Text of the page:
Pygmy rabbit won't get species protection
Listing the animal as endangered could throw up regulatory hurdles to energy or farming projects that require federal approval or funds.
Wed, Sep 29, 2010 at 08:42 PM
PINT-SIZED RABBIT: The pygmy rabbit is the smallest and one of only two rabbits in North America that creates its own burrows. (Photo: Len Zoeli, Washington State University/AP)
SALMON, Idaho - The hardships facing the pygmy rabbit of the western United States don't warrant protections under the Endangered Species Act, the U.S. Fish and Wildlife Service announced on Wednesday.
The pygmy rabbit is the smallest and one of only two rabbits in North America that creates its own burrows. An adult is from 9 to 12 inches in length and weighs from a half-pound to 1 pound.
"We find there has been some loss and degradation of pygmy rabbit habitat range-wide, but not to the magnitude that constitutes a significant threat to the species," Bob Williams, supervisor of the U.S. Fish and Wildlife Service in Nevada, said in a statement.
A population of pygmy rabbits in eastern Washington was listed as endangered in 2003 after its numbers dwindled. Wednesday's decision affects the species where it is found in California, Nevada, Oregon, Idaho, Utah, Wyoming and Montana.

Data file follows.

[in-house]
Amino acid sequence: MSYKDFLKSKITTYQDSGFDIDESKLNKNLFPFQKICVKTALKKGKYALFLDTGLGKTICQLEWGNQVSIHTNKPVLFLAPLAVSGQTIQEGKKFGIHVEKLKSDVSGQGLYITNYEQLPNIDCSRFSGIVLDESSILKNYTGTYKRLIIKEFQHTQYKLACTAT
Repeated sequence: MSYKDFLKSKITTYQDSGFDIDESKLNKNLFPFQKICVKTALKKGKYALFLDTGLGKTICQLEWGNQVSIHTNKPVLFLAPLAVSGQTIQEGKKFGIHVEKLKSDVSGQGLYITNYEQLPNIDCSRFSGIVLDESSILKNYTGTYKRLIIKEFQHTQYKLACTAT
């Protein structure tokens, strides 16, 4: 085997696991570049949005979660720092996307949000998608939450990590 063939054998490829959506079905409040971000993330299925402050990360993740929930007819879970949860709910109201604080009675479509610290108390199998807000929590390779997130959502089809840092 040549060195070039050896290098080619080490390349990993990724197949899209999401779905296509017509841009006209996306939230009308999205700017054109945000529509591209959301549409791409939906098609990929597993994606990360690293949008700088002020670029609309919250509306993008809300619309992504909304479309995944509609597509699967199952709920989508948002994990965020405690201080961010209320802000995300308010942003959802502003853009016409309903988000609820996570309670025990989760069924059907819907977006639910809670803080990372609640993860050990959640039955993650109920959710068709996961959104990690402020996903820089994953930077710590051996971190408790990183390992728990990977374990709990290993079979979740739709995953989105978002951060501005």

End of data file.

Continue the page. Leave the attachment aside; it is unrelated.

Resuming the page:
The pint-sized rabbit may be small, but the stakes are high as such a listing could throw up regulatory hurdles to energy or farming projects that require federal approval or funds.
Environmentalists had petitioned the government to list the population in the seven western states, arguing the sagebrush range they depend on was under assault from ranching and energy activities among other things.
While environmental groups that sought the listing were quick to say the decision means the rabbit will be imperiled to the point of extinction, scientists were more cautious.
"What's a little bit different about this species in this day and age is that its ecology is not yet understood," said Janet Rachlow, an expert on pygmy rabbits and a University of Idaho professor specializing in mammal ecology.
Beth Waterbury, a biologist with the Idaho Fish and Game office in Salmon, said of her nine years' study of the species: "We don't have all the pieces of the puzzle yet."
But Erik Molvar, wildlife biologist with the Biodiversity Conservation Alliance in Wyoming, one of the groups that sought the listing, said there is "no question pygmies face severe threats throughout their range."
Molvar faulted the Obama administration for decisions this year denying immediate protections for sagebrush-dependent species like the pygmy rabbit and sage grouse.
(Editing by Ed Stoddard and Peter Bohan)
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